CHAPTER 11:

PURCHASE OF ROBERT FIELDING….JANUARY 1991

January 13th 1991. I still remember sitting in my Maserati (the one that didn’t work) telephoning the partner that David & I were in contention with, to tell him that we’d done a deal with the receiver & we now owned the chain of salons & the school. Oh, & by the way, don’t come in on Monday. Not a nice way to finish a long-standing relationship, both from the work & friendship point of view.

Then there was the matter of the Rolls Royce that our retired senior partner was driving. It was gold with a beige “Everflex” (vinyl) roof. Classy! Just because I could, I insisted that the car was part of the deal. As I’ve mentioned before, the Maserati I was driving was so erratic that I let it go back to the receiver for them to dispose of & I then became the proud owner of this Rolls.

It was so loud & nasty looking my daughter, by this time around fifteen years old, wouldn’t let me drop her off outside her school. I had to stop around the corner & drive away as fast as I could to avoid embarrassing her. Meanwhile Edward didn’t object too much even when I had to see his form- master about his usual mis-deeds that were frequent & often.

Picture this; Gold & beige Rolls Royce, driver (me) cowboy boots, jeans, pony- tail, lots of gold rings & bracelets (get the picture) turning up to Dulwich College to discuss my son’s future! I shudder every time I think about it.

So, now David & I are the proud owners of Robert Fielding. What next? The first thing we did was to hand back to Debenhams the six in-store salons we were running. Next we employed a fashion-led PR & Marketing person to organise a re-hash of our visuals in the salon windows & at the same time look at a name change.

This was just about the most stupid thing I’ve ever done. Think about it. We’ve just bought a chain of sixteen salons & a school, closed six of them on day one & now we’re going to call it something else. All this for ego, vanity & £250,000. Crackers!

Around late ’91 I had a meeting with a very high profile lady who ran the L’Oreal training centre in Kensington, Pamela Goff. In fact, when I met her again last year for the first time in years, I reminded her of our conversation over the lunch table. The gist of our conversation went like this:0 She said “Ok, you’ve got a chain of salons, a school, you’re changing the name, what are you going to do next”? This was very profound because she’d seen the weakness in our plans, the most obvious being that there was no plan. I remember it like it was yesterday:

“You spend a quarter of a million pounds on buying a business & then change the name! You expect to turn a failing business around by waving a magic wand.” I have to say that was the rudest of awakenings ever. We’d invested our pension fund & now we were being poked in the eye with a stick, reminding ourselves that there’s more to buying a business than signing on the dotted line. We had to make a profit! That is the most difficult thing to do & is every bit as relevant today as it was then.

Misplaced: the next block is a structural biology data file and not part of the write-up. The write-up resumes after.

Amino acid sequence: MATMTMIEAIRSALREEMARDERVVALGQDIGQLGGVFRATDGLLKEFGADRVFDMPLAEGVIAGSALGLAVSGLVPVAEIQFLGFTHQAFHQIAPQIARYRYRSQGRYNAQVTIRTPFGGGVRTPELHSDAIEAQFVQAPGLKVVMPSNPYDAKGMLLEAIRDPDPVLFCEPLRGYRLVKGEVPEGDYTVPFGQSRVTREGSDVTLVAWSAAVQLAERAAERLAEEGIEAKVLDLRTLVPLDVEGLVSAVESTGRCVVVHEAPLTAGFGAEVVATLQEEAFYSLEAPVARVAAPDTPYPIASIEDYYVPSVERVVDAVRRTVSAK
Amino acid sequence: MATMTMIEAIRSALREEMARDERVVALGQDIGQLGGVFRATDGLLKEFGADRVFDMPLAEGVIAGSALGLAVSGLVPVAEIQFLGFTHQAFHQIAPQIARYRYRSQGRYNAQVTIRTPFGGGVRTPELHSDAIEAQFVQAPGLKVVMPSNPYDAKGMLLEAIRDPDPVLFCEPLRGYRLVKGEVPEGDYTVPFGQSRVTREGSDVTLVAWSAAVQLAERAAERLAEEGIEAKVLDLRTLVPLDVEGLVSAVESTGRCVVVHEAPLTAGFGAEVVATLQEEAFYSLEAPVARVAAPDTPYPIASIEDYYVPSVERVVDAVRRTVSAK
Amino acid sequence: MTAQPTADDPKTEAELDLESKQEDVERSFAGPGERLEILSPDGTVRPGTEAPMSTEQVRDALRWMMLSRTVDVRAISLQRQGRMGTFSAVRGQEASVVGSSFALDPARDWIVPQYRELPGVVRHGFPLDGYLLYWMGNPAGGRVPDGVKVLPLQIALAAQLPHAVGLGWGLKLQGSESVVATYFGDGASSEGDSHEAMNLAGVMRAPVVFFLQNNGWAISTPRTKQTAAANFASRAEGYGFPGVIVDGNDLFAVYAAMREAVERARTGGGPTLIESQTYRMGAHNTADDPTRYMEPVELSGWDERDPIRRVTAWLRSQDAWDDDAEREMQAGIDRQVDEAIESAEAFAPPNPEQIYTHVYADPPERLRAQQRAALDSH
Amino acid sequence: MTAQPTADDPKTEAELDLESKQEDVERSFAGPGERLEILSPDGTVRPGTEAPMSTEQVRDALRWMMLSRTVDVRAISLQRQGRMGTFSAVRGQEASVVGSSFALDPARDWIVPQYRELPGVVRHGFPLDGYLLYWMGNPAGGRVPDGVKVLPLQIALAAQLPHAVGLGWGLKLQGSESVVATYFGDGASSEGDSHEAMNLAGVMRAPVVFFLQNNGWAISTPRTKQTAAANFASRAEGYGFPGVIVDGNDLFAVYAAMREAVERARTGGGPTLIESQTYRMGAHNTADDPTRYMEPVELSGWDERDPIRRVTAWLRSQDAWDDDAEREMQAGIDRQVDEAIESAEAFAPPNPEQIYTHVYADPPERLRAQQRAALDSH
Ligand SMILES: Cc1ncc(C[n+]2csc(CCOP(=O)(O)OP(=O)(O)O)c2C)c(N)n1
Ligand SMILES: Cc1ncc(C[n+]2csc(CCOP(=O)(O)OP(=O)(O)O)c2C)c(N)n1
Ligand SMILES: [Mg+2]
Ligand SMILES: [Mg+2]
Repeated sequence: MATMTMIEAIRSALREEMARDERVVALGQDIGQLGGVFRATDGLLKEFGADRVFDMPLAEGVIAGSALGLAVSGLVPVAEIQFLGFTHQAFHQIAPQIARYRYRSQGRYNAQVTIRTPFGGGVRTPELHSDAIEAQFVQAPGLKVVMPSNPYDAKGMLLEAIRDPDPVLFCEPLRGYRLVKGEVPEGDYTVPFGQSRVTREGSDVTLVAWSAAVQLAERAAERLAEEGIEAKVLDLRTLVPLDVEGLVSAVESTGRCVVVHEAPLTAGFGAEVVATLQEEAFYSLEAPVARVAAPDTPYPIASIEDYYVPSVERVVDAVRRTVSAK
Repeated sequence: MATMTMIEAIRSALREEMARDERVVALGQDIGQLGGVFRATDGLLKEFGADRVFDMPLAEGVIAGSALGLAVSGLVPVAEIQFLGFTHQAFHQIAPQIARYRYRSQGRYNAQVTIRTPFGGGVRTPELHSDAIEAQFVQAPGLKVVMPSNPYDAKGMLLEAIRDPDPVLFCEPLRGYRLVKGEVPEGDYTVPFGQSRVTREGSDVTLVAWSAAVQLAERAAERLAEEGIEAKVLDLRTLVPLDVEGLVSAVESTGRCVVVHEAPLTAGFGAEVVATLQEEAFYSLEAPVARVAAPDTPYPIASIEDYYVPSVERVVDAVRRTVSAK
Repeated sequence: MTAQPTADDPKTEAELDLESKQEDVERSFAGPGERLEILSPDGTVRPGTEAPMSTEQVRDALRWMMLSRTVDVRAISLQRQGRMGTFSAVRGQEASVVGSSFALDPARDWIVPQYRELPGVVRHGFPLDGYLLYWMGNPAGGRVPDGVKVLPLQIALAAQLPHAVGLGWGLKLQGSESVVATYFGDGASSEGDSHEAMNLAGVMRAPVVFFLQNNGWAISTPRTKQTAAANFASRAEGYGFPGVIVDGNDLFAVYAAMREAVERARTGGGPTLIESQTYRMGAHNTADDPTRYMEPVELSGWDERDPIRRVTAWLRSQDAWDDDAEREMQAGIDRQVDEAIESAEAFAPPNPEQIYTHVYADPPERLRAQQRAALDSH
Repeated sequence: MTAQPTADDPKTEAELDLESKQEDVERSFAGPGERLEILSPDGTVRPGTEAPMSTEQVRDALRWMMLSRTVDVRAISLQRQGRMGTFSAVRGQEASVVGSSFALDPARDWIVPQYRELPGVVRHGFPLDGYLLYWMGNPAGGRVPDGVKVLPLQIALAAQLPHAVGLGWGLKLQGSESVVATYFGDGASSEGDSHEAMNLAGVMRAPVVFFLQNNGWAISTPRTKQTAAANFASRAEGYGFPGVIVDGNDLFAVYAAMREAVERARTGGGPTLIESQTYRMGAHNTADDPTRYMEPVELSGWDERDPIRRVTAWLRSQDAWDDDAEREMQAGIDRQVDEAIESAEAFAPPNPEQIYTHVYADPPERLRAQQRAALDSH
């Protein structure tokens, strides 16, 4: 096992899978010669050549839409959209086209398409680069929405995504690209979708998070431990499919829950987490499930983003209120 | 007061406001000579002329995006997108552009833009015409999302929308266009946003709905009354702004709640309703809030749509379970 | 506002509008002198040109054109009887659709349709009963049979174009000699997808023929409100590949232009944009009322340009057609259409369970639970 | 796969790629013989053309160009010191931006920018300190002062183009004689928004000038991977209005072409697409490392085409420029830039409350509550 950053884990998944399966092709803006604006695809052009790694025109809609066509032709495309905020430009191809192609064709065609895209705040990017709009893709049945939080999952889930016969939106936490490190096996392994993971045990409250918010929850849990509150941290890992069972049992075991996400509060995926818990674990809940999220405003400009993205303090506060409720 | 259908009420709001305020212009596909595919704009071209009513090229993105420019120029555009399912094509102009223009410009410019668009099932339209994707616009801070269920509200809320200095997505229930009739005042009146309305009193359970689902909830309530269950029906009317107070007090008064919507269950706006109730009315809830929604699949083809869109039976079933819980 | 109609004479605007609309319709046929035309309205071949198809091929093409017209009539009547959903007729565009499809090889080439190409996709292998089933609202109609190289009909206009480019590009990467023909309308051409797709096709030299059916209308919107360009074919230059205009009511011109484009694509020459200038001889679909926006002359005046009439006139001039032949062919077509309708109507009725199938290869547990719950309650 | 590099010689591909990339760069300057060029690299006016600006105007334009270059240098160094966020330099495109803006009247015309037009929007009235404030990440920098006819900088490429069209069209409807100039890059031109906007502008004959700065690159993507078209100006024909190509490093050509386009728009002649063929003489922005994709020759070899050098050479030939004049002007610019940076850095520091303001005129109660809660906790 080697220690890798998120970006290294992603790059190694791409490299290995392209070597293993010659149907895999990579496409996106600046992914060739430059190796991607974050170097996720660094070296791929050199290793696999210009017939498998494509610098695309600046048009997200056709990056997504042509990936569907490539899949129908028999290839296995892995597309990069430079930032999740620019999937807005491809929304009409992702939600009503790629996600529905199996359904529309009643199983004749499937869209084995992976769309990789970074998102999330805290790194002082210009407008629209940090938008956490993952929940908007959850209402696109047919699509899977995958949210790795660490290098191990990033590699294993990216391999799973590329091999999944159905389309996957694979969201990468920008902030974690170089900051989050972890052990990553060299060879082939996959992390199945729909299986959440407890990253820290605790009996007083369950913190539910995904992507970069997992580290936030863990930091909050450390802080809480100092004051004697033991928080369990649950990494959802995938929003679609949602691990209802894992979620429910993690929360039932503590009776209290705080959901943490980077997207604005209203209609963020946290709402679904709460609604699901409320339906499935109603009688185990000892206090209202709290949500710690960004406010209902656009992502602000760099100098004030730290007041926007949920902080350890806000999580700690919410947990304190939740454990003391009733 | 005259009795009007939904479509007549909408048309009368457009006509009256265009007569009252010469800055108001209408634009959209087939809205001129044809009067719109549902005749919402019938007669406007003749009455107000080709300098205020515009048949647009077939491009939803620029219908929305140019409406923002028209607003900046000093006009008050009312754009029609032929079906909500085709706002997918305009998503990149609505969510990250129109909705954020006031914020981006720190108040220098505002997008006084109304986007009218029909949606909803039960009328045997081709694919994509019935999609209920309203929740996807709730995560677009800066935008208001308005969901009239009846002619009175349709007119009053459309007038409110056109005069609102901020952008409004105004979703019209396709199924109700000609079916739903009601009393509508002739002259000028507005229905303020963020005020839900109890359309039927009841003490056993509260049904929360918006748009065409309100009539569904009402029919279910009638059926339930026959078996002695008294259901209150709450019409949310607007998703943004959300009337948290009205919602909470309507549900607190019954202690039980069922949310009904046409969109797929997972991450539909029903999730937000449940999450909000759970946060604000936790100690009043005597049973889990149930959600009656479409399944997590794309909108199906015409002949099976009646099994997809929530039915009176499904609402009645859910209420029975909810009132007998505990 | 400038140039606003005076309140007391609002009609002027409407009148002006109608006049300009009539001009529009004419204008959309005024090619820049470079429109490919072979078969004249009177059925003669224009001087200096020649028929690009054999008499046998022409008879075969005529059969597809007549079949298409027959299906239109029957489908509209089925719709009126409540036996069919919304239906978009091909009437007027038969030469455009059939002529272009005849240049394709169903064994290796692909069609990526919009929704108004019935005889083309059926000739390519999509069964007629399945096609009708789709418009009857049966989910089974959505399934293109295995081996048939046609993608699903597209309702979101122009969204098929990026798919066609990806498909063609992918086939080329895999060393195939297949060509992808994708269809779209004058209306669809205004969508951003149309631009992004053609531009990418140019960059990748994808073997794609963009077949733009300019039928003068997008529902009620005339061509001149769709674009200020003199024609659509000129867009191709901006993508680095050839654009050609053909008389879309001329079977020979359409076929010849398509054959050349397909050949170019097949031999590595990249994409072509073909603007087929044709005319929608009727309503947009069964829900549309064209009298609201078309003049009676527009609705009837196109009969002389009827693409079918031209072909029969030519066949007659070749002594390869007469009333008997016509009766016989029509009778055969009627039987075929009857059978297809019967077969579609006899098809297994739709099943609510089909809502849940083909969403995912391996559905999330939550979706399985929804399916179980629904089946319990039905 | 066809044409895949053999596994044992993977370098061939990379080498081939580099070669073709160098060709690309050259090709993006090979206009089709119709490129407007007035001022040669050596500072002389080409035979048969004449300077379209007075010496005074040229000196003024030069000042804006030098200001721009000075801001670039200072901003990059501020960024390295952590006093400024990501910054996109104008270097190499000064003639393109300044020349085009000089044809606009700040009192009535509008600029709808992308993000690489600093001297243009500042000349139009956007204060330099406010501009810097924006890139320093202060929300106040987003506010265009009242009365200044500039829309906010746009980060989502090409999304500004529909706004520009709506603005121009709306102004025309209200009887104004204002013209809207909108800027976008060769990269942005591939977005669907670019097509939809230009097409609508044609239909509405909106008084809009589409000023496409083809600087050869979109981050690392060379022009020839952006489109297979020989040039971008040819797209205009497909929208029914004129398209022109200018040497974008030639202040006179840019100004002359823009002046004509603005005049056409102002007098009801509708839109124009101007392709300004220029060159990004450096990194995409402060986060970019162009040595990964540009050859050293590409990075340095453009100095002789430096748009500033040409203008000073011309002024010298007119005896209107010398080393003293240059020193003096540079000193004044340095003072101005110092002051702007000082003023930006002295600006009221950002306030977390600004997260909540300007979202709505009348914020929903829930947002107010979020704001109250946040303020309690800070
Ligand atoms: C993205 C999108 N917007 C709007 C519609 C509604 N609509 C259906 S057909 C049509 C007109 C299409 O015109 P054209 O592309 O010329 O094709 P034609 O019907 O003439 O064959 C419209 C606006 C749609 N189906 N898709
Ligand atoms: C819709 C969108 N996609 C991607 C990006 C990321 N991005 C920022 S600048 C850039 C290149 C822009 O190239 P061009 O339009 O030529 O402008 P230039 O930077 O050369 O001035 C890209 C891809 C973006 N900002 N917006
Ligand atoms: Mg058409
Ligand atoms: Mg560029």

To emphasise the point regarding the name change, Edward has just called me to tell me about a client of his who found him after 18 years since returning to London from Australia. He recognised the Alan d name & logo, went into our salon in Kensington & asked one of the staff if, by any chance, there was someone called Edward still associated with Alan d. Remember, if you buy a business that’s functioning & you’ve paid a substantial sum for it, wait until you’re really established before you put your own stamp on it.

Anyway, I think the biggest mistake was to leave the running of the School of Hairdressing to the management that came from the Morris School. At that time, London was the Education capital of the World & students came to us from all-over. There was virtually no problem with visas & it was very rare that someone got turned away whilst trying to enter the UK. I know that hindsight is an exact science but we had a goldmine & we failed miserably to take advantage of it because we were too busy looking at the “fluffy bits” & didn’t pay enough attention to the really important bits…….like making money!

I think you can see a pattern emerging if you’ve read the earlier parts of my biography. Even though we’ve been talking about my experiences over the last million years, the basic rules still apply. If you’re going to invest in a business, make sure that the business is viable & don’t change the name until all the other pieces of your business plan are in place.

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